Tuesday at #OSM20 ended with back-to-back-to-back events for me! I presented my poster on using quilts for scientific storytelling (Stitching Hope for the Louisiana Coast). There was so much interaction with attendees, hearing their own quilt stories - and so many people asked to film me descirbing my quilts, and I was even interviewed for a podcast! Then it was off to the NASA Earth Science Division Town Hall to hear the latest-and-greatest from NASA. And the day wrapped with with a student/alumni reception with the University of Miami's Rosenstiel School of Marine & Atmospheric Science (@umiamirsmas), where I earned my PhD in marine geology & geophysics.
The Exhibit Hall at any meeting, including #OSM20, is always an interesting experience, filled with scientific instruments and visual displays you may want but have no room/no need for (or cannot afford), booths of universities promoting their graduate programs, the NASA hyperwall you wish you could just sit in front of and be mezmerized by all day, and book publishers with so many amazing books you wish you had time to read.... except there is one I am going to shameless promote on behalf of my brother-in-law. Richard J. King wrote Ahab's Rolling Sea: A Natural History of Moby Dick. In this book, Rich details what was known about whales and natural history back in Herman Melville's time, and what events from Melville's own life experiences influenced the writing of his classic book.Be sure to pick up a copy at The University of Chicago Press booth! (*photos of the @uchicagopress booth taken with permission)
As a blogger for @americangeophysicalunion I am able to attend press events and briefings at #OSM20 (it is a great opportunity for me to gather information to later blog about). I started Tuesday morning learning about Oceanography in Space, and how Earth's ocean can act like an analog for oceans in space. I honestly wasn't aware of how many oceans exist on the planets/moons in our solar system, and why we need to understand our own ocean better (what's at the bottom, ocean circulation, life at vents and other regions, etc.). So many missions I'll now be paying attention to - Dragonfly, Europa Clipper, Jupiter ICy moon explorer (JUICE), and Cassini-Huygens... The best take-home message for me was that oceanographic knowledge is needed for planning these forward missions, but we can then reverse engineer to study our own ocean. Going to space let's us go back and look at Earth.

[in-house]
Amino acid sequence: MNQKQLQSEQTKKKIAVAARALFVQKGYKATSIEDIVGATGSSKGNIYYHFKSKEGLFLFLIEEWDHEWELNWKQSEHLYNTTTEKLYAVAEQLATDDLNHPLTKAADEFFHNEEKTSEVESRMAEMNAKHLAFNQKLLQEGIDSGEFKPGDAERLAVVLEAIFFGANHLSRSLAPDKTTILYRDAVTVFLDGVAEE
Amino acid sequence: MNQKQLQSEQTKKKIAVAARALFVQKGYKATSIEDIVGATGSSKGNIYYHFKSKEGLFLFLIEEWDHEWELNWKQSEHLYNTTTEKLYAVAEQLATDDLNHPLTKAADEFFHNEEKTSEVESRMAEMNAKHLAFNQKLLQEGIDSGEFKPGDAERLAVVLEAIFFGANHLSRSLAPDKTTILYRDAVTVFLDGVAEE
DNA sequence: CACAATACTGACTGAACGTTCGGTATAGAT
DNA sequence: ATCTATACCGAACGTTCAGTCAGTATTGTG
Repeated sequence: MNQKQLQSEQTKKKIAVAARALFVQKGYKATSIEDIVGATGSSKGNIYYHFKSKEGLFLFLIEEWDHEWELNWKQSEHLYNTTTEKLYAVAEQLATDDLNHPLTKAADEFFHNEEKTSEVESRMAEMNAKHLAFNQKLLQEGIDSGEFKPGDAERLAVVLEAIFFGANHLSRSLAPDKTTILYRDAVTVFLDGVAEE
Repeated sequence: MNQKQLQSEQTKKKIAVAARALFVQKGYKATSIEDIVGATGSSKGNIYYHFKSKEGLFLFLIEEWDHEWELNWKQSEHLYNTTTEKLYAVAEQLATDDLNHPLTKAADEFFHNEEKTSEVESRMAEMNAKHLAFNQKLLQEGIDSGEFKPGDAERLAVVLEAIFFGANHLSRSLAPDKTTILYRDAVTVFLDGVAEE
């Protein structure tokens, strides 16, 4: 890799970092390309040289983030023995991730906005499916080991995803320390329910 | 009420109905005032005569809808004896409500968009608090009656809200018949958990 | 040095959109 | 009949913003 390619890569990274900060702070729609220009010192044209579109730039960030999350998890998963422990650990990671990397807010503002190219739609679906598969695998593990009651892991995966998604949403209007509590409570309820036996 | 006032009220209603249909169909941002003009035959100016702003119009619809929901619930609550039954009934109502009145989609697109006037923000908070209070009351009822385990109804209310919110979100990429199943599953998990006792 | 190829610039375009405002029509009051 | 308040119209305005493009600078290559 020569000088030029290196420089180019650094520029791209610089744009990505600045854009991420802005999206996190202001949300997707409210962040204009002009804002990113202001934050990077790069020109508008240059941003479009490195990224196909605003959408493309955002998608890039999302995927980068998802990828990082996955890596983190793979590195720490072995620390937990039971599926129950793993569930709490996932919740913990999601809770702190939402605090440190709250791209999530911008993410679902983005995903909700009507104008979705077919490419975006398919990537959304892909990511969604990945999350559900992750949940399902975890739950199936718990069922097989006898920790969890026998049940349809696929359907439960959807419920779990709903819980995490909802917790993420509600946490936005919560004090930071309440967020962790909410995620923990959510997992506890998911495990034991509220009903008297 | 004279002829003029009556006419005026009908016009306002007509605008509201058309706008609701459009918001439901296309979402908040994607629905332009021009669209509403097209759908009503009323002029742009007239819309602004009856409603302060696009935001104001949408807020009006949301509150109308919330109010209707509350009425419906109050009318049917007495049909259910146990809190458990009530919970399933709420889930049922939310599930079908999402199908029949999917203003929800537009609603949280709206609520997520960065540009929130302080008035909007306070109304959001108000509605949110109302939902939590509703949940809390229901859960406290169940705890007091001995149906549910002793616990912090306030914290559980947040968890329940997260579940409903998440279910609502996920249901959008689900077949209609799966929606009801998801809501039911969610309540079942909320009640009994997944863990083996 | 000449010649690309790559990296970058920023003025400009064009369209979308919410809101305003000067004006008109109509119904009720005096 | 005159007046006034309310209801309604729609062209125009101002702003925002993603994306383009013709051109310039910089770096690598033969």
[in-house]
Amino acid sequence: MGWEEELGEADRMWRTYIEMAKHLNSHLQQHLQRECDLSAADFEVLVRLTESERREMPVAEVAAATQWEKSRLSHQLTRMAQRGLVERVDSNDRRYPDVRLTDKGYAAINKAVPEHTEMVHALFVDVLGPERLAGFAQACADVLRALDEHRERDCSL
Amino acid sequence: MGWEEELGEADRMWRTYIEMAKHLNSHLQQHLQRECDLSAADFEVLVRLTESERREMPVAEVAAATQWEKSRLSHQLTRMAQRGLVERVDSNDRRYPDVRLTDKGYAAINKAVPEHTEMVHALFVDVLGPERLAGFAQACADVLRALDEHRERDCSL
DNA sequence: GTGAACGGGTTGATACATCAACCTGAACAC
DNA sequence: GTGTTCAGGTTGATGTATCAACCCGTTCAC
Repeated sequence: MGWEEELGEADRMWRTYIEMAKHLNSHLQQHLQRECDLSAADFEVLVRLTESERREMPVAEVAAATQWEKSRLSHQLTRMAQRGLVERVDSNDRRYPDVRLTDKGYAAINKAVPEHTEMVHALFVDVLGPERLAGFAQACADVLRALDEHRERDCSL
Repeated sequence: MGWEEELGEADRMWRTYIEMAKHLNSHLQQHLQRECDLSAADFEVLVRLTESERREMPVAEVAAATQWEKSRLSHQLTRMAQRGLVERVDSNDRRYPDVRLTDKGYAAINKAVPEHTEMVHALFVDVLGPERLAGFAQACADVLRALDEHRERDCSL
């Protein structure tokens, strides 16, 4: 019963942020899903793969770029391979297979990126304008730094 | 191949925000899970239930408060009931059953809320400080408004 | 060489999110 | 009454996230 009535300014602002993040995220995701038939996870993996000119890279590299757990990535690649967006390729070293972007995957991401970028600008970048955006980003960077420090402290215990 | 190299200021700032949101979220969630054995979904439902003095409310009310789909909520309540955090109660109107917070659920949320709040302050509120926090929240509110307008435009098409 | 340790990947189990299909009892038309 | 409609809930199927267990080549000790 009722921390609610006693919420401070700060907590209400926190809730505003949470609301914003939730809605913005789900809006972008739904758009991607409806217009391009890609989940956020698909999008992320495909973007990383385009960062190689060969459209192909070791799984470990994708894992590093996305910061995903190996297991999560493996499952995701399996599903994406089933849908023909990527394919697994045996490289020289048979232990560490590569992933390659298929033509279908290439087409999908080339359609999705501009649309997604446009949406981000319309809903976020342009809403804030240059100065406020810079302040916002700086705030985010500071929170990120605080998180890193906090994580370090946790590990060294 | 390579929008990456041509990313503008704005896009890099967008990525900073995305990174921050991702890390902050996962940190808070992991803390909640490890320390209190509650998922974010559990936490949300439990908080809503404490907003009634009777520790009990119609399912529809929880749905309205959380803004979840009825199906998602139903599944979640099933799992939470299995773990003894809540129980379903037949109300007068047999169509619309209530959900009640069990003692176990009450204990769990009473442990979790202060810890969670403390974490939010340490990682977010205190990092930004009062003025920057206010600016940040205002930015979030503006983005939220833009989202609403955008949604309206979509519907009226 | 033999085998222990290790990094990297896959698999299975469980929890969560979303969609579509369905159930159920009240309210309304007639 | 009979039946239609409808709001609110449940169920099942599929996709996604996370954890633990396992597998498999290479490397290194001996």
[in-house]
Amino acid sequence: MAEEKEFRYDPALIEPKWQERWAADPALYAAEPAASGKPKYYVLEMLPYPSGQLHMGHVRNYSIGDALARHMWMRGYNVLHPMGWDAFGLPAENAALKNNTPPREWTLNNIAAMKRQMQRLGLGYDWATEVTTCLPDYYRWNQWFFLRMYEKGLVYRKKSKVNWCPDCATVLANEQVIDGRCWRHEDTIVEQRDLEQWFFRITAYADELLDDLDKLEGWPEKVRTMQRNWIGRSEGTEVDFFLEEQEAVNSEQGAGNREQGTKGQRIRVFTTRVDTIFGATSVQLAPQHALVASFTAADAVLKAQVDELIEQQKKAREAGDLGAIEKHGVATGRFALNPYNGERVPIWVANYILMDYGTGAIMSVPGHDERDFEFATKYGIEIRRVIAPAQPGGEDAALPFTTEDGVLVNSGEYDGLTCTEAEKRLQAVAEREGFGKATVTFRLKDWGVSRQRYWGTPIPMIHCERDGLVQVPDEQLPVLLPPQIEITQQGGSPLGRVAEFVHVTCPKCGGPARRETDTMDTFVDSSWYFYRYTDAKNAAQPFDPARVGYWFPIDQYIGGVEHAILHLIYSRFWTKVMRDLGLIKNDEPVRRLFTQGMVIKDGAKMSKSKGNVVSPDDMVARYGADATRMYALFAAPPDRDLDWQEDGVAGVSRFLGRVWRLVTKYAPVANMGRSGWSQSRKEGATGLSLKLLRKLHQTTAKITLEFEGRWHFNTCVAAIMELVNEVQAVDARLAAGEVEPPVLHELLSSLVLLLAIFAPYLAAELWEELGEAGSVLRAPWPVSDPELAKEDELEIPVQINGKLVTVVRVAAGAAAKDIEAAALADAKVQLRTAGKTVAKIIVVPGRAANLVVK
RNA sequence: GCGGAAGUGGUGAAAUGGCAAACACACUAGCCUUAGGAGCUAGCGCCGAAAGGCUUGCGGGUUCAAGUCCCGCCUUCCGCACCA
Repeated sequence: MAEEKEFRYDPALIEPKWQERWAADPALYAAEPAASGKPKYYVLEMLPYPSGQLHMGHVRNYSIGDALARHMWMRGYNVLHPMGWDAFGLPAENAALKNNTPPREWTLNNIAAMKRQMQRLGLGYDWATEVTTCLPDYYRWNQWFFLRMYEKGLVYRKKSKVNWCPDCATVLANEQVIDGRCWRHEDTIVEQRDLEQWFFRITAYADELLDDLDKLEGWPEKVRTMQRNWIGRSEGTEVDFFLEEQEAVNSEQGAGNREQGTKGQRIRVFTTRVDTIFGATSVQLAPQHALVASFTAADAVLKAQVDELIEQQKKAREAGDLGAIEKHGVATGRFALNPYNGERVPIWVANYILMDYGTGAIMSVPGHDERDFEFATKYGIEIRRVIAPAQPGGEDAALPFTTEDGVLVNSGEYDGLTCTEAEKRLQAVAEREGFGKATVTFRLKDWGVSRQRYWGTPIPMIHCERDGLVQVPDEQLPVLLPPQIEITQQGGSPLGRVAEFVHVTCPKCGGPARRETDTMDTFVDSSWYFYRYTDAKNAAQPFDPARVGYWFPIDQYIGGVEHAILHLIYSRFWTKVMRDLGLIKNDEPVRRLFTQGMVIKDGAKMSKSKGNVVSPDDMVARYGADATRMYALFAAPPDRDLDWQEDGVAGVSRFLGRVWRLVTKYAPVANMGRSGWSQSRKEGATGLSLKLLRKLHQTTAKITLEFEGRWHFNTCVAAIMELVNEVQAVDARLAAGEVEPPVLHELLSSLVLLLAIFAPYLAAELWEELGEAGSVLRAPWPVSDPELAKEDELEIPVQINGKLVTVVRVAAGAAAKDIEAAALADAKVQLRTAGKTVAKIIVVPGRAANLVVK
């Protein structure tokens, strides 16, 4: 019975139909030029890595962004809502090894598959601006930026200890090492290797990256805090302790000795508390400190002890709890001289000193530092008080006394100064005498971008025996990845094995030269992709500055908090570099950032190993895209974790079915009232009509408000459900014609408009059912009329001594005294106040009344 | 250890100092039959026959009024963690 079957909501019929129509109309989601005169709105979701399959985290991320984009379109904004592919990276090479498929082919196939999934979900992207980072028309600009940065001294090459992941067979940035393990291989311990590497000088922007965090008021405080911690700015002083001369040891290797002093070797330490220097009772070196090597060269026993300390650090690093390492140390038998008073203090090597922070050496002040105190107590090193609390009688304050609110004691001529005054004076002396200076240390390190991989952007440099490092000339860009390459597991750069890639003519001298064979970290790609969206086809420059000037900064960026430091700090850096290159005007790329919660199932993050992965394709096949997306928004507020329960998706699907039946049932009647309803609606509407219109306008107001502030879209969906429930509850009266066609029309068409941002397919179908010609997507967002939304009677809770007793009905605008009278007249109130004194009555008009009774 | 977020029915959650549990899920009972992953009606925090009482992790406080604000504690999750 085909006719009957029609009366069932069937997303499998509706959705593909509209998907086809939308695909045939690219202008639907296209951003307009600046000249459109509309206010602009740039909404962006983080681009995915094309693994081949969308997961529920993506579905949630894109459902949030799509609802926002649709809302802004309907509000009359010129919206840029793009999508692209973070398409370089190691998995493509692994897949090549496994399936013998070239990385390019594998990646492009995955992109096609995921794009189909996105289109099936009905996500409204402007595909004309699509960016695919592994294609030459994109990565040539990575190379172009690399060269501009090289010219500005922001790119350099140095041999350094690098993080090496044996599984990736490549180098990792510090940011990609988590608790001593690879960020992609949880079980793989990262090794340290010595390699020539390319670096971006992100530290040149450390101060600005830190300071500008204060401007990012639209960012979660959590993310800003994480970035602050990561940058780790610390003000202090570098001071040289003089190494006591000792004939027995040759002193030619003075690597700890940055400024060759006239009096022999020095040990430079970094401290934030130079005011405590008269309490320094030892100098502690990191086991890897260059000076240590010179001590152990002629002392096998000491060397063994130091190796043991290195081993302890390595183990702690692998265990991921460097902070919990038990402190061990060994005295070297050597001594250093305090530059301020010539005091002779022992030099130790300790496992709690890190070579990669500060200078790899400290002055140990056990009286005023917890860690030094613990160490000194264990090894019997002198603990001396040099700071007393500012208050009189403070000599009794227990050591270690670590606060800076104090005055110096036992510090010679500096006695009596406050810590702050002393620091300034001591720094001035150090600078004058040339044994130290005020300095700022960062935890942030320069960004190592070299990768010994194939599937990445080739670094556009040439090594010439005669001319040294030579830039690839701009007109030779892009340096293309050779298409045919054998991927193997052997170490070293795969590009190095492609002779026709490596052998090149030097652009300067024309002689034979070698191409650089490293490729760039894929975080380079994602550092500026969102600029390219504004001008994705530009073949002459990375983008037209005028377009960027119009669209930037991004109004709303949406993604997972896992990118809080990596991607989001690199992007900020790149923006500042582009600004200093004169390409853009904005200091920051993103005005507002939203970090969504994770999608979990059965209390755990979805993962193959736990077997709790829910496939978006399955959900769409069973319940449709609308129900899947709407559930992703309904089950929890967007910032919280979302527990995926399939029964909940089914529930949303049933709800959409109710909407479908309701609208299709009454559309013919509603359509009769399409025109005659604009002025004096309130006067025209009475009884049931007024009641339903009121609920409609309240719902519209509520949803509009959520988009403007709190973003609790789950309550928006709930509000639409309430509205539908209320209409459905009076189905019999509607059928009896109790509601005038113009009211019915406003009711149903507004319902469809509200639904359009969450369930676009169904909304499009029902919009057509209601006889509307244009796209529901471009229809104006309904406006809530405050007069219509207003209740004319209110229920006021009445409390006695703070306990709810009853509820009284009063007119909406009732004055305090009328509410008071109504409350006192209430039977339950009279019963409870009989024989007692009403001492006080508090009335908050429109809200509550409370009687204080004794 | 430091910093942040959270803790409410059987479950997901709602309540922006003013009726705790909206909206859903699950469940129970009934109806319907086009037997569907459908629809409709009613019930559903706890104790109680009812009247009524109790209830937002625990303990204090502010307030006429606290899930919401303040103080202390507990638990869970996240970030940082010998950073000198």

In addition to the three(!) sessions I was chairing on Monday, I was able to attend a few others, such as this #OSM20 Town Hall on the United Nations Decade of Ocean Science for Sustainable Development. I had attended a Town Hall back in 2018 at the AGU Fall Meeting on the same topic, and I'm really looking forward to celebrating all-things ocean in 2021-2030! Alas, this session didn't seem to provide quite the information the audience was looking for - such as, how can we become involved? As the IOC still needs to approve the plans to oversee official activities, we were challenged to think about getting knowledge needed to make decisions for sustainable development, and how to elevate programs that are already taking place. Seems like we shouldn't wait for 2021 - contributions, collaborations, and communications can/should certainly be taking place now. The ocean can't wait for us.